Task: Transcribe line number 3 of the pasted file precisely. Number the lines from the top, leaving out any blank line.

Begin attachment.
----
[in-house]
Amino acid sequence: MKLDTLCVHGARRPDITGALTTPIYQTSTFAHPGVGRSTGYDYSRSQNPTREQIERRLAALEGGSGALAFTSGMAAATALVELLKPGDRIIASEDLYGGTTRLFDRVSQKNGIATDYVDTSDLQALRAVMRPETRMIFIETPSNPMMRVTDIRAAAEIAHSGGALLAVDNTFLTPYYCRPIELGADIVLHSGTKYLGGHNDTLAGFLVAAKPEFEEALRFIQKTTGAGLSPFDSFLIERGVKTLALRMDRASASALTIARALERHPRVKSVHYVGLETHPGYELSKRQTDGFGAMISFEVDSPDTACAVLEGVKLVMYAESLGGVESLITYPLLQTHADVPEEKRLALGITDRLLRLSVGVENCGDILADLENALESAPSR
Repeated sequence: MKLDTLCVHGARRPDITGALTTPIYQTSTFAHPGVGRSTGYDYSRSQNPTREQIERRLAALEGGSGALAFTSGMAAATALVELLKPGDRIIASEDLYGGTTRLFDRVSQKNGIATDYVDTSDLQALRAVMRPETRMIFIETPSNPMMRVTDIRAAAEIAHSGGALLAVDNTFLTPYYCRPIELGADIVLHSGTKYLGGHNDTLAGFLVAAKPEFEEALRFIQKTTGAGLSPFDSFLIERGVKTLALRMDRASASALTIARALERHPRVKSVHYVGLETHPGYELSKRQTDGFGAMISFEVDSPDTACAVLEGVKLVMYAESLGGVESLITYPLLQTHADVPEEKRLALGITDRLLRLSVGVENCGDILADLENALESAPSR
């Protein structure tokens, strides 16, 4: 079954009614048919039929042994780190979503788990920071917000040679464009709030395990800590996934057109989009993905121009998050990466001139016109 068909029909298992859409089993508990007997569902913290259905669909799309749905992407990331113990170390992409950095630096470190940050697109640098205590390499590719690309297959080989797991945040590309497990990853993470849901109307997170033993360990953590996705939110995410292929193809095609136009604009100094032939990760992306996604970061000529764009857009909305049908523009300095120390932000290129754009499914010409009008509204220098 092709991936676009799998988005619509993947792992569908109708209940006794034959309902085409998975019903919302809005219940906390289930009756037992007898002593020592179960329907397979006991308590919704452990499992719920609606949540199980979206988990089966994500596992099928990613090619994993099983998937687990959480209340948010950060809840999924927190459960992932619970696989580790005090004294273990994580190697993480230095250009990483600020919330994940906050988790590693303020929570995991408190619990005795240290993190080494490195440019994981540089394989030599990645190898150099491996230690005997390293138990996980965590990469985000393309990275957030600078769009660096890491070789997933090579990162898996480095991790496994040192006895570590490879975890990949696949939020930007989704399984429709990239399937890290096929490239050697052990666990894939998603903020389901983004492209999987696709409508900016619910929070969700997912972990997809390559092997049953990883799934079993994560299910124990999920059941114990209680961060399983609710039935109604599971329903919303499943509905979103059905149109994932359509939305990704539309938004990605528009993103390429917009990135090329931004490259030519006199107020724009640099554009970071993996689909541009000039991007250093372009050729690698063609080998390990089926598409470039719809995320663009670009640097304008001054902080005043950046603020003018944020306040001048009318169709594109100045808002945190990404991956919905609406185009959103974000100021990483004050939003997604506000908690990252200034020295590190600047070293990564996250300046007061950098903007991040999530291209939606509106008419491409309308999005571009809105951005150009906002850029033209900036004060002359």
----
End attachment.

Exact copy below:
Repeated sequence: MKLDTLCVHGARRPDITGALTTPIYQTSTFAHPGVGRSTGYDYSRSQNPTREQIERRLAALEGGSGALAFTSGMAAATALVELLKPGDRIIASEDLYGGTTRLFDRVSQKNGIATDYVDTSDLQALRAVMRPETRMIFIETPSNPMMRVTDIRAAAEIAHSGGALLAVDNTFLTPYYCRPIELGADIVLHSGTKYLGGHNDTLAGFLVAAKPEFEEALRFIQKTTGAGLSPFDSFLIERGVKTLALRMDRASASALTIARALERHPRVKSVHYVGLETHPGYELSKRQTDGFGAMISFEVDSPDTACAVLEGVKLVMYAESLGGVESLITYPLLQTHADVPEEKRLALGITDRLLRLSVGVENCGDILADLENALESAPSR